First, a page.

Don’t get me wrong, the Note 20 Ultra is an absolutely ridiculous and unnecessary phone, but it packs a ton of powerful specs into a stunning build. It boasts a 108-megapixel rear camera, a huge 6.9-inch display (complete with a 120Hz refresh rate), and an S-Pen stylus, all while maintaining a luxurious metal and glass design.
If anything, the Note 20 Ultra is proof of Samsung’s ability to push the boundaries of what “ultra” really means. It’s too bad the company is most likely killing it off.
Rather than complain about how long it took for Fitbit to release a fitness tracker with built-in GPS, I’m just going to acknowledge how happy I am that it finally exists. The best part is, the company was able to pack in that new feature while still maintaining days-long battery life, a lightweight and comfortable fit, along with the assurance that it tracks metrics accurately.
All the Charge 4 is really missing at this point is on-board music storage, but I’m hopeful Fitbit’s saving that one for 2021.
With all of the negatives that come from using Facebook’s apps and services, the positives of the company’s latest VR headset weirdly outweighs them.
Not only is the Oculus Quest 2 affordable with its starting price of $299, but it’s also easy to use, lightweight, and comfortable to wear (even for those with glasses). Plus, it offers a high-resolution display with support for a 90Hz refresh rate.
Sure, virtual reality might not be the most common hobby, but it’s slowly and steadily becoming more mainstream. And in 2020, it’s the closest you’ll get to safely traveling and visiting loved ones in today’s world.
Let’s get one thing straight: These will forever be known as the Galaxy BEANS not Buds — thanks to their obviously bean-shaped design and leaked codename.
Even though they look really strange, the “Beans” fit securely in your ear, deliver great sound, and come at a fair price of $170. While the noise cancellation feature certainly needs some work, these earbuds are also a great alternative to Apple’s pricier $249 AirPods Pro.
Microsoft’s Surface Headphones 2 aren’t the best-looking pair of cans around, especially in comparison to Marshall Monitor II headphones, Bose NC 700, and (most recently) the AirPods Max. But it’s what’s on the inside that counts anyway, right? Good, because these bad boys have excellent sound quality, noise-cancellation, and battery life — a.k.a. the holy trifecta.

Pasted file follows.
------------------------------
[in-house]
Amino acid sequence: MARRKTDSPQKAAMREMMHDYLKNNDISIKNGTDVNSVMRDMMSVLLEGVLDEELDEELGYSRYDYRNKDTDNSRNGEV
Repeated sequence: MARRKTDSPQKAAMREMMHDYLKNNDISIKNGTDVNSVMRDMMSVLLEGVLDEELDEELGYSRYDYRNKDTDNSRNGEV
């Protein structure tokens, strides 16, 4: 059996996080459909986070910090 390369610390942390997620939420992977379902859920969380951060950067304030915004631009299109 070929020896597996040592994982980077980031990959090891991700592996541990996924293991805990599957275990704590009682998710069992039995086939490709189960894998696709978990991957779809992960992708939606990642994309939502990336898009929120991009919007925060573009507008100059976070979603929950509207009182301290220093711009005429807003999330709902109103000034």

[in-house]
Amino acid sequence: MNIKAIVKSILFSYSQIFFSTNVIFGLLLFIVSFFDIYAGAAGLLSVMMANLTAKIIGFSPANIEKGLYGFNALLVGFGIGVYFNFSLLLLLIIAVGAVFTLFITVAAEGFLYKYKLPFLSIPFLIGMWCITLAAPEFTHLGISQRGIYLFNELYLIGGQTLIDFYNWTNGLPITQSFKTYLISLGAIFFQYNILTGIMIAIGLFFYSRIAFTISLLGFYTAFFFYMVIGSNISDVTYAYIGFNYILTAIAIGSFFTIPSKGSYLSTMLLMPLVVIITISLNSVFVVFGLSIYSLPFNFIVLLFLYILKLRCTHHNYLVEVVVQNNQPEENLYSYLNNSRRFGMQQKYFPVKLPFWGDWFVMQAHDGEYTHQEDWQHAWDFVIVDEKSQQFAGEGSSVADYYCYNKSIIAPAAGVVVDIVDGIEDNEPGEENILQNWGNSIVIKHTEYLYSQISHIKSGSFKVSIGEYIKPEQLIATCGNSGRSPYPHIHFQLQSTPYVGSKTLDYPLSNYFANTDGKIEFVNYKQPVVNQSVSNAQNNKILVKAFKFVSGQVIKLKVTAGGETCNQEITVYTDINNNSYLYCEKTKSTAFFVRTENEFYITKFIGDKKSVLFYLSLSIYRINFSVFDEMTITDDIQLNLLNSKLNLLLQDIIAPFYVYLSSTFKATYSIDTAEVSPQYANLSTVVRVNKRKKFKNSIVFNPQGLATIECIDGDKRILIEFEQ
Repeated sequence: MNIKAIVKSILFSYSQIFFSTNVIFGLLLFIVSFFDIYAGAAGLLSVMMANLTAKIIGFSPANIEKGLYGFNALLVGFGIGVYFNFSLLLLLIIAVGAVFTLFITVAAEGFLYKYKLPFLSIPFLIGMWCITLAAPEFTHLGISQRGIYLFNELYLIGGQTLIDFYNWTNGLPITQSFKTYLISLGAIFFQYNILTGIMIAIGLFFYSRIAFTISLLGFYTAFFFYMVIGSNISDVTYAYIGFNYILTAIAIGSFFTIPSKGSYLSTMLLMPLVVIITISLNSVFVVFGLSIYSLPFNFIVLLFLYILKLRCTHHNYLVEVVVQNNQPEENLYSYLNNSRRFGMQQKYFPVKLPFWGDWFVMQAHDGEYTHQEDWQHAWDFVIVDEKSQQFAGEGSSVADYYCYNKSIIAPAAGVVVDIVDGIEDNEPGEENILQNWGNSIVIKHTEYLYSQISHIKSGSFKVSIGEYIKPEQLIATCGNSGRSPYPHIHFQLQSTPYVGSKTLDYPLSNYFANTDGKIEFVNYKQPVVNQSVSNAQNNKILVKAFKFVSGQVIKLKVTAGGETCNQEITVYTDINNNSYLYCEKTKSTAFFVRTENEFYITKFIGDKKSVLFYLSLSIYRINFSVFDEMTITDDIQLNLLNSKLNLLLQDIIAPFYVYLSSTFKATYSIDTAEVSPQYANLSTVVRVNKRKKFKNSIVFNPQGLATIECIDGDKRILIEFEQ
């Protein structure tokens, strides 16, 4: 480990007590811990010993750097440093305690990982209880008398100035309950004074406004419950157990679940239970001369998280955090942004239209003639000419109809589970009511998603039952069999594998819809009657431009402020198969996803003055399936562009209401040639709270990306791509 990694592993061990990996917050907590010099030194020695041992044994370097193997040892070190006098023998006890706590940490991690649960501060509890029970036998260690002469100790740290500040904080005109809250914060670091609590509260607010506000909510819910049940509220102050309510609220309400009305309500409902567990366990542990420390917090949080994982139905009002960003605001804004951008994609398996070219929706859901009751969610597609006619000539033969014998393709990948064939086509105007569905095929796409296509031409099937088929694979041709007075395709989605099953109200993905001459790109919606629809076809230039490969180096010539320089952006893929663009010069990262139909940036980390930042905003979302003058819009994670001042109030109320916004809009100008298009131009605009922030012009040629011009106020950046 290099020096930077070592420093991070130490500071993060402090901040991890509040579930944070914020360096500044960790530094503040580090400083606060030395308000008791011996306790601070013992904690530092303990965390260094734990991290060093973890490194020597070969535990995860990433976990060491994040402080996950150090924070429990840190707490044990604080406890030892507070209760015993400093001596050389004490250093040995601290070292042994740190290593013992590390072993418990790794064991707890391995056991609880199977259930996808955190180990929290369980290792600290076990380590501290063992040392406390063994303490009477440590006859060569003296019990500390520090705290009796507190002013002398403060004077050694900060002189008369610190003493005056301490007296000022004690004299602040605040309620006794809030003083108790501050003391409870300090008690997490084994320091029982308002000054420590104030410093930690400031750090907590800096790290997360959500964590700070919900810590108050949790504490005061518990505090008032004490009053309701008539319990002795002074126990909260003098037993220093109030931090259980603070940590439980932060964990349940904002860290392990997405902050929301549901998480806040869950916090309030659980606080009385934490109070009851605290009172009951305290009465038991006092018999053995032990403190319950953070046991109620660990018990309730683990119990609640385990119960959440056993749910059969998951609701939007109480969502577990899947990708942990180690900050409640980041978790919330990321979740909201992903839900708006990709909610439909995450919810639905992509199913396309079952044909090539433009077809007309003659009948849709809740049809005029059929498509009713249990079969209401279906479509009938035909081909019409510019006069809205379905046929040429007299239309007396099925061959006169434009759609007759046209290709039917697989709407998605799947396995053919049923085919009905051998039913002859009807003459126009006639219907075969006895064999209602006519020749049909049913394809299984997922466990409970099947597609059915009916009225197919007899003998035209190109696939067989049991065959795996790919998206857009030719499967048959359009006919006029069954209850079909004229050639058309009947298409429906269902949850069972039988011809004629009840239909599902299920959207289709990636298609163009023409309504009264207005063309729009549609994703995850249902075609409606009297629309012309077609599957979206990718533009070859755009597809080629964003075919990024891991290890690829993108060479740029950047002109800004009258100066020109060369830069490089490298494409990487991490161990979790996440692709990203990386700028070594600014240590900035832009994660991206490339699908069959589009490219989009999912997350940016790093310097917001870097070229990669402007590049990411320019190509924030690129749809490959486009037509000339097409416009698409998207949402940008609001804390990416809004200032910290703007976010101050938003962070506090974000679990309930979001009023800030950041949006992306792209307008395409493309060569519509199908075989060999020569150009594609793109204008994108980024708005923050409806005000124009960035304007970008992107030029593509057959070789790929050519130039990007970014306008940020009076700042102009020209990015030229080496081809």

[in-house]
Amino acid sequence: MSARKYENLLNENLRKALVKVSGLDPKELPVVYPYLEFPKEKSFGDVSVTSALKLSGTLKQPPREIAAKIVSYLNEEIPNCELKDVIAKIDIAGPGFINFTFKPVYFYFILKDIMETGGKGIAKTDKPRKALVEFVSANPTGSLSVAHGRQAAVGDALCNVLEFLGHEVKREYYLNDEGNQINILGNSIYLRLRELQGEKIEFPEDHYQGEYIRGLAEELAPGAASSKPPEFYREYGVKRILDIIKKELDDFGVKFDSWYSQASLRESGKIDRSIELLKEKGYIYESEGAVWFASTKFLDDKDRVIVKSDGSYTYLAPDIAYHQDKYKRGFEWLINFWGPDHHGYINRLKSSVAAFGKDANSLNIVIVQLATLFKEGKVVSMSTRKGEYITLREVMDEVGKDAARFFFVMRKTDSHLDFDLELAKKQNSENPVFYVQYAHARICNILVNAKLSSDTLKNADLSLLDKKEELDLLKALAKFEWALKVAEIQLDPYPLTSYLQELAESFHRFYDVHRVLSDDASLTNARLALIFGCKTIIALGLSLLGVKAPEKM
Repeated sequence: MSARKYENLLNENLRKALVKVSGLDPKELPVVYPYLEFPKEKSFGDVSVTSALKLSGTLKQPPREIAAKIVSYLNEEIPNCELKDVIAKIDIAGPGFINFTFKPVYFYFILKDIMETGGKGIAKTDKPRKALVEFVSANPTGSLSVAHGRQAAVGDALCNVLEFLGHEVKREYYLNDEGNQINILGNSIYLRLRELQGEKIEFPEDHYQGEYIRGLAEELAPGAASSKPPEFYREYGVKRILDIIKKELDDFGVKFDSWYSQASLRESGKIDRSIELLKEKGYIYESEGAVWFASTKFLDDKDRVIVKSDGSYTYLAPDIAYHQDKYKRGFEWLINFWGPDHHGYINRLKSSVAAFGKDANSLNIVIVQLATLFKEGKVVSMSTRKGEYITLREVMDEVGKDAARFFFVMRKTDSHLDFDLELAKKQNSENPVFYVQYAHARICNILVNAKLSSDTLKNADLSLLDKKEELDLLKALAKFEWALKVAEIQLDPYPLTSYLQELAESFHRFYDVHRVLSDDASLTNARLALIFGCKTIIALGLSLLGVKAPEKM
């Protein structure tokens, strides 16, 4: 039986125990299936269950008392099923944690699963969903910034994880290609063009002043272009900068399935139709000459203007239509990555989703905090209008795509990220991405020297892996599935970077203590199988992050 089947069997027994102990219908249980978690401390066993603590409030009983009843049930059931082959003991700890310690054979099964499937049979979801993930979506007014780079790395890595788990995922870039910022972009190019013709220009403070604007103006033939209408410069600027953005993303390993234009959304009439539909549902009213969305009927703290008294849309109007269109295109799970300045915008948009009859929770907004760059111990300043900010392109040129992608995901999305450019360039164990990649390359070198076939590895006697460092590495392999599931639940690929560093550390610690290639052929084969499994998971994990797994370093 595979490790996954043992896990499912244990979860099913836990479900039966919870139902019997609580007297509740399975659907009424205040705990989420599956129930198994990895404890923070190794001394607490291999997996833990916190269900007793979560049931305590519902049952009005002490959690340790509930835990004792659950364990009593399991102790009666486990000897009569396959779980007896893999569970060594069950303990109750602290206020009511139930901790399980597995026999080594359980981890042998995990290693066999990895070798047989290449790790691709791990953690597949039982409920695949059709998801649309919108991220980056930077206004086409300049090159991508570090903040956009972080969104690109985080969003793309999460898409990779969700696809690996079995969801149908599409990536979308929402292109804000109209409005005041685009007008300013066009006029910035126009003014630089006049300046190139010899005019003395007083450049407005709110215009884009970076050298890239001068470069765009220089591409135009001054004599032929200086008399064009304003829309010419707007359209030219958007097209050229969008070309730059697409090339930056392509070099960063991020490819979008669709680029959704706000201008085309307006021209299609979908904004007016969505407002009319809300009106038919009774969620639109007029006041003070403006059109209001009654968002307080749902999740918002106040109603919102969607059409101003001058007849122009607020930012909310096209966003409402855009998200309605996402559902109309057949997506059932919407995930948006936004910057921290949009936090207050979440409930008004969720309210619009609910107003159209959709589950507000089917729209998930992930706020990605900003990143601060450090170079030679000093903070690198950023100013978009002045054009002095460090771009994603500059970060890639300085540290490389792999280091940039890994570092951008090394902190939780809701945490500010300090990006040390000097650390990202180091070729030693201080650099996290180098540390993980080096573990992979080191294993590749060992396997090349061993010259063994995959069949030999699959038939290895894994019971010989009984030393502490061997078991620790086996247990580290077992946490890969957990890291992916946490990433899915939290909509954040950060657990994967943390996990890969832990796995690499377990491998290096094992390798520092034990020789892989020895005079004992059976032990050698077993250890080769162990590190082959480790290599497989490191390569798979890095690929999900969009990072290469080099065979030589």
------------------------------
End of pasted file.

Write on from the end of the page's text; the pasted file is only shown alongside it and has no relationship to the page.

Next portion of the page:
Since most of us have been working from home this year (the lucky ones, anyway), the only people who might point out how ugly these Surface Headphones 2 look on your noggin are either your roommates or your parents. And who really cares what they think?
I truly never thought I’d see the day when Google would add a remote control to the Chromecast, but hey — in 2020, anything (and everything) happened.
For $50, the Chromecast with Google TV offers users an intuitive interface, Google Assistant integration, and an easy-to-use remote (as all remotes should be). Yes, I’m talking to you, Apple.
Of all the iPhones to come out in 2020 — and there were five in total! — Apple’s budget version is easily the best one.
Not only does the iPhone SE (2020) feel a lot more premium than you’d expect for its $399 price tag, but it also packs Apple’s very recent A13 Bionic chip, a 12-megapixel camera (Portrait mode included) that produces great shots, and all-day battery life. What’s more, in a world where facial recognition has become the norm for unlocking our devices, it felt nice to have Touch ID back on a smartphone.
Speaking of feeling nice, let’s hope 2021 brings back the good feels. We could all use the positive vibes. It’ll certainly make reviewing the flood of tech products that are guaranteed to launch next year a lot more enjoyable.